Socialist Worker

Challenges facing Gordon Brown’s bounce

Issue No. 2127

The surest thing to emerge from Labour’s surprise victory last week in the Glenrothes by-election is that Alex Salmond doesn’t walk on water any more. The leader of the Scottish National Party (SNP) and first minister of Scotland has dominated politics north of the border for the past few years.

He has done so through a brilliant balancing act that has combined portraying the SNP as a more authentically social democratic party than New Labour and at the same time not breaking with neoliberalism.

Salmond pulled this off partly through selectively introducing social provision that was more generous than in England. But he also painted a vision of an independent Scotland that could join an “arc of prosperity” of small, flourishing European states, such as southern Ireland, the Baltic republics – and Iceland.

You can see the problem. All of these, and Iceland above all, have been hit hard by the global economic crisis. Moreover, the two Scottish (or part-Scottish) banks, Royal Bank of Scotland and HBOS, have been the main recipients of government money in the bank rescues mounted from London.

Gordon Brown has ruthlessly exploited the disintegration of Salmond’s “arc of prosperity” and the role played by the British state in saving Scottish banks. New Labour also benefitted from the fact the SNP is now the incumbent party both at Holyrood and in Fife.

The second thing that Glenrothes demonstrates is how volatile mainstream politics remains. It was Brown who walked on water after he replaced Tony Blair in June 2007. Then, after he had built up the idea of a snap general election and then ran away from it that autumn, he was reduced in general regard to a bungling, dithering saddo.

Reversal

The financial crash has led to another reversal in Brown’s fortunes. This is for two reasons. Brown and Alistair Darling were the first to introduce the policy on which most leading capitalist states have since converged – pumping money into, and partially taking over, the leading banks.

Secondly, the crash has thrown the Tories into disarray. Before the collapse of Lehman Brothers they were preparing a Thatcherite programme of small government and tax cuts that the banking crisis has rendered irrelevant.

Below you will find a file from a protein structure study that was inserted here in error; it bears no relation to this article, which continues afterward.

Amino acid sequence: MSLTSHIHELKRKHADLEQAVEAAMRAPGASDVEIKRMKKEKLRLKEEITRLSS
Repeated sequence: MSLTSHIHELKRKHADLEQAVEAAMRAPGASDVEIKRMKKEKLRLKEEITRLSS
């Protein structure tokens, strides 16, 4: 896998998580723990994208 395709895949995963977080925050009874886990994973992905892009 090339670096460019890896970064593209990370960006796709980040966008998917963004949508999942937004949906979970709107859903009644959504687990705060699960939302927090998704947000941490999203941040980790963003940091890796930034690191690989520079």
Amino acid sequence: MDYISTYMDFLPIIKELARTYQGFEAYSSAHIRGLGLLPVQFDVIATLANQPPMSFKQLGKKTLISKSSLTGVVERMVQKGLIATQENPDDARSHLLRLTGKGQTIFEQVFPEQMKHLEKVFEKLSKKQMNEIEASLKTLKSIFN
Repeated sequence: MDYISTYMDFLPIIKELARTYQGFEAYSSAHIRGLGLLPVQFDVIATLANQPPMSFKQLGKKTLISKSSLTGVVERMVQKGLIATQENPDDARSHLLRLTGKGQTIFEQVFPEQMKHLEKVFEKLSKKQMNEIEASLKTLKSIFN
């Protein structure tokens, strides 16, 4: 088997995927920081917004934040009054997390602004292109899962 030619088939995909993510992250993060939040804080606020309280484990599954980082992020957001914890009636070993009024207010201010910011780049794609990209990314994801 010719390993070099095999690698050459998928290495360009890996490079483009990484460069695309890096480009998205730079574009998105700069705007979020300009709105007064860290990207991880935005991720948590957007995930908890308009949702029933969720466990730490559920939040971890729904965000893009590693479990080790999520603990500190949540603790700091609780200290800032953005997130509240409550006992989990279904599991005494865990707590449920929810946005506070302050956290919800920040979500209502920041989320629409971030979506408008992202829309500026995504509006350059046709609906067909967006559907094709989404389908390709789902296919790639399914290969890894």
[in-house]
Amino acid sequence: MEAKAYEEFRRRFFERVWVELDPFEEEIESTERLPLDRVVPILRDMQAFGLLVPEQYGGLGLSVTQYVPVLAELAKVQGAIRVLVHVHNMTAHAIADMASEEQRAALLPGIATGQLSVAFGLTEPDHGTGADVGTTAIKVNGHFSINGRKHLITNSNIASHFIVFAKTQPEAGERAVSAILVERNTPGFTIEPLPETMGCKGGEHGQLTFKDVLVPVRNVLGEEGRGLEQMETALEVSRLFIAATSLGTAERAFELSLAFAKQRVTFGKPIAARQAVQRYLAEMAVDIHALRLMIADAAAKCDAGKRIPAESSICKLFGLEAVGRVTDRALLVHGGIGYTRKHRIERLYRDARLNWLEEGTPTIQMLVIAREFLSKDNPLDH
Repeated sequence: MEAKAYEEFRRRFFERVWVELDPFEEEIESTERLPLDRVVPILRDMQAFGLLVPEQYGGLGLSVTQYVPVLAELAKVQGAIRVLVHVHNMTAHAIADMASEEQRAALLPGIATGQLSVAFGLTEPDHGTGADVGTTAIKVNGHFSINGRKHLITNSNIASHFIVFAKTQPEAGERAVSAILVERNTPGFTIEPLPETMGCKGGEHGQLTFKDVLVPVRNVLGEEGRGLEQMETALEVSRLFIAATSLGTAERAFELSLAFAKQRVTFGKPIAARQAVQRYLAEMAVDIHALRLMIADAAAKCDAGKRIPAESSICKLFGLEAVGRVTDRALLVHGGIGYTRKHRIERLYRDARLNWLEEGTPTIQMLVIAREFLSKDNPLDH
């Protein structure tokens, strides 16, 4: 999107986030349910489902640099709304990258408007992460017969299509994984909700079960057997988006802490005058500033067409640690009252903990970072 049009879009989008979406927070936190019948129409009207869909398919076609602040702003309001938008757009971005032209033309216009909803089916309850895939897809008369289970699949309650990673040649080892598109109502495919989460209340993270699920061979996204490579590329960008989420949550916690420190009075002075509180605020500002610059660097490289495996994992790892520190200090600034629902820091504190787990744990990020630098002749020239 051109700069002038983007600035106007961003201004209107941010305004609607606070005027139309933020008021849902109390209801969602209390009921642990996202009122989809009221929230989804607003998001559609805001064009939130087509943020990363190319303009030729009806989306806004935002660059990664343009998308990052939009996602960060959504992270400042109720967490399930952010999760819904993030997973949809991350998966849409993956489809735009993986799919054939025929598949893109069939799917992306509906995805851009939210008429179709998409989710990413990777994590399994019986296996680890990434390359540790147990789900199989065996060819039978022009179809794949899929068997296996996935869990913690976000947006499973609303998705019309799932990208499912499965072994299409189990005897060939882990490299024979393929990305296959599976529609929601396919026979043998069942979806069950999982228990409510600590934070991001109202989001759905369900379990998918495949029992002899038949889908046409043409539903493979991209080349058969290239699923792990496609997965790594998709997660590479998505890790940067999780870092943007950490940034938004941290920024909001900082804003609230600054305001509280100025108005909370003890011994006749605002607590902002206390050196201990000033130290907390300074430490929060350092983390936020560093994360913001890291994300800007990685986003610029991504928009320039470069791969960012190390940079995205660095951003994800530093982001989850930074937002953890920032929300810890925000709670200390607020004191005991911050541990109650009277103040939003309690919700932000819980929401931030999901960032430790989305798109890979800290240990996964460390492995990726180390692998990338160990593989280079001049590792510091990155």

David Cameron and George Osborne attacked the bankers and their bonuses but everyone can see their heart isn’t in it – not surprisingly, since they’re busy turning on their own tribe. Osborne tried to take Peter Mandelson on in a game of who’s sleazier and came out worse.

Now, in a particularly cruel twist of fate, both the US and Britain are moving towards trying to prevent a full-scale economic slump by backing up the sharp reductions in interest rates with tax cuts. In other words, Brown and Darling may be about to pinch the Tories’ clothes.

None of this means that New Labour is going to win the next general election. An ICM poll published in the Sunday Telegraph still puts Labour at 30 percent, 13 points behind the Tories on 43 percent.

This means that talk of a snap election before Christmas is just that – talk. The election expert John Curtice of Strathclyde University says Brown would be “a fool” to call an election unless Labour were five percentage points ahead in the polls.

Brown has a long way to go before the present bounce could deliver anything like that. And he may well never get there.

For the past couple of years people have suffered a sharp squeeze in their living standards.The last time this happened was under Labour’s James Callaghan in the late 1970s and the Tories’ John Major in the early 1990s.

In both cases they were punished in the subsequent general election – even though, by the time this happened, the economy was recovering.

This time instead of a recovery, a severe recession looks likely, not just in Britain, but globally. Brown may get some kudos for his statesmanlike performance on the world stage, but the slump may undermine electoral support for New Labour.


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Article information

Alex Callinicos
Tue 11 Nov 2008, 18:22 GMT
Issue No. 2127
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